1-27-12 Links Roundup

After a series of high-profile hate crimes in B.C., including damage to a Jewish cemetery in Victoria last month – and recent criminal charges for the burning of a Filipino man and assaults on Black, Hispanic and Native people several years ago – anti-racist activists are organizing a renewed drive to stamp out racism in Vancouver.

With three alleged members of the hate group Blood and Honour facing trial – one of them tomorrow – for a string of attacks on people of colour, several groups are organizing around the upcoming February 13 trial of Alistair Miller and Robert de Chazal.

The pair – who were arrested in December – are accused of pouring kerosene over a sleeping Filipino man and lighting him on fire in 2009, and then attacking a black man who intervened. Tomorrow’s trial centres around another alleged Blood and Honour member, Shawn MacDonald, charged with separate attacks on an Indigenous women, a Hispanic man and a black man in Vancouver.

“We’re interested in building an anti-racist campaign,” said Krystle Alarcon with the Filipino-Canadian Youth Alliance (FCYA). “People think of multicultural Canada, and of Vancouver as a beautiful and diverse city. But racism exists in Vancouver.

“These were very clear acts of outright racist ideology.”

The comment that the civil rights movement of the 1960s could have been settled through a national or southern states voter referendum stunned Assembly Speaker Sheila Y. Oliver (D-Essex), who became the first African-American woman to head the lower house in 2010.

“Gov. Christie better sit down with some of New Jersey’s great teachers for a history lesson, because his puzzling comment shows a complete misunderstanding about the civil rights movement,” Oliver said. “It’s impossible to ever conceive that a referendum on civil rights in the South would have been successful and brought justice to minorities. It’s unfathomable to even suggest a referendum would have been the better course.

“Governor – people were fighting and dying in the streets of the South for a reason,” the Assemblywoman said. “They were fighting and dying in the streets of the South because the majority refused to grant minorities equal rights by any method. It look legislative action to bring justice to all Americans, just as legislative action is the right way to bring marriage equality to all New Jerseyans.

Is Tebow’s privileged status from just being white (male heterosexual Christian), or is it from just being Tebow (the Florida Gator God)? While the answer is “both”, a closer look is necessary to see how much Tebow’s privileges extend to other white NFL quarterbacks.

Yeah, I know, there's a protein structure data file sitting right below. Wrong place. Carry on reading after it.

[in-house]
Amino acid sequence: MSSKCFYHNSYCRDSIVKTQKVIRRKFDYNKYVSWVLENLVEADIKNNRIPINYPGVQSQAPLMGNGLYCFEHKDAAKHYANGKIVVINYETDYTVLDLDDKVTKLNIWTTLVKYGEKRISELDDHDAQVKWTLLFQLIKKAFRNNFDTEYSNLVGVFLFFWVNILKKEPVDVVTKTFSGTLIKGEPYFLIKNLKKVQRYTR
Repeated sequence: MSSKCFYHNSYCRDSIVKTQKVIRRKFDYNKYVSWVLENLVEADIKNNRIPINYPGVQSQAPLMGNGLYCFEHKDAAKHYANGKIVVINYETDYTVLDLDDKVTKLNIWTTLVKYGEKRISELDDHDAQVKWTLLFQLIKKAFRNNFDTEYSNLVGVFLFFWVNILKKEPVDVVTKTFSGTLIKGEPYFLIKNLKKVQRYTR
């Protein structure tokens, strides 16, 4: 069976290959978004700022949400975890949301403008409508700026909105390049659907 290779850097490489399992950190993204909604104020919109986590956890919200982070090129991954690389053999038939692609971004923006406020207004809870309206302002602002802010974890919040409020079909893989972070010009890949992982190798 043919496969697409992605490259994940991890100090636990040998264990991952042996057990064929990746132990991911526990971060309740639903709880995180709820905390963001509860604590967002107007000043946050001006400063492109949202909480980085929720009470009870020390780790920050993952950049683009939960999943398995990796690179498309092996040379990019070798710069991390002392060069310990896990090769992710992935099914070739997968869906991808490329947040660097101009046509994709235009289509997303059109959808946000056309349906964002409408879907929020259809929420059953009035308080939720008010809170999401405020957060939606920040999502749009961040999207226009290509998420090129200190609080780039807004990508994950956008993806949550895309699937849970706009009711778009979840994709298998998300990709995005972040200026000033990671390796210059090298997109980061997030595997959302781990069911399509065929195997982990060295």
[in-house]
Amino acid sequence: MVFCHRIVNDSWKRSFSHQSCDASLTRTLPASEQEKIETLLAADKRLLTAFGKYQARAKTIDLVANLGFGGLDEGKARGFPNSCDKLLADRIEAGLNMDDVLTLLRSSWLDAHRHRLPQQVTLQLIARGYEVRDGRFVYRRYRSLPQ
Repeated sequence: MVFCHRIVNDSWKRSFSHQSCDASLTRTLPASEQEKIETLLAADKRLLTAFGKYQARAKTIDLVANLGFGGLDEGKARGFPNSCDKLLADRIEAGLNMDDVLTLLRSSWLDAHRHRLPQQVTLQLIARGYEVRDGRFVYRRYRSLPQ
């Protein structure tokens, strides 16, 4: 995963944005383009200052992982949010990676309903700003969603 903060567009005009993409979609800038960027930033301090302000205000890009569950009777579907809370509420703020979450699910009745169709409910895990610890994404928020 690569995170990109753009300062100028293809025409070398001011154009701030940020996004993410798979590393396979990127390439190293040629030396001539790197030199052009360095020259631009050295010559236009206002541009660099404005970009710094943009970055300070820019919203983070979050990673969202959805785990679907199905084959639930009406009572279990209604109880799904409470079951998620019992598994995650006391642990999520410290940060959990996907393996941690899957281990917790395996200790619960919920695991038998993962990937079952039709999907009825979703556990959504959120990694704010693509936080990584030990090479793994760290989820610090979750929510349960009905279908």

One of Tebow’s greatest privileges has been his “freedom to fail”. When he had a truly atrocious training camp, he wasn’t cut, but promoted to back-up. When his humiliating loss against the Lions revolutionized the term “incomplete pass”, he was still granted another start. When his arm failed, the offense was changed to suit his legs. If he was terrible for 58 minutes, he was never benched for the final two (yes, I’m looking at you Mike Shanahan). Those last few magical minutes were called “Tebow Time”, but never “John Fox Time” (Denver’s head coach). The difference between Jesus and football is that NFL Resurrections require a coach’s permission.

Lee had stunned an audience of as many as 1,000 people at the festival’s Eccles Theater into silence on Sunday when, responding to an audience question from Chris Rock, he said that “they [studios] know nothing about black people … and they’re going to give me notes about what a 13-year-old boy and girl are doing in Red Hook? [Shoot] no,” he said, repeating it several times, only without saying “shoot.”

On Monday, Lee said he made the film because he felt Hollywood had shirked its duty when it came to portraying young people of color. “One of my favorite films is ‘Stand by Me.’ But there’s no black person in it. It’s a great film, but where’s the African American version? You know, kids growing up. It doesn’t have to be all ducking bullets and.…”

During the news conference more than two dozen Tea Party activists handed out material that said, “Neglect and outright ill will have distorted the teaching of the history and character of the United States. We seek to compel the teaching of students in Tennessee the truth regarding the history of our nation and the nature of its government.”

And that further teaching would also include that “the Constitution created a Republic, not a Democracy.”

The group demanded, as they had in January of last year, that Tennessee lawmakers change state laws governing school curricula. The group called for textbook selection criteria to include: “No portrayal of minority experience in the history which actually occurred shall obscure the experience or contributions of the Founding Fathers, or the majority of citizens, including those who reached positions of leadership.”

  • Phil

    What’s going on in the Pacific Northwest is really embarrassing. The comments on the VO website will make your blood boil, be warned.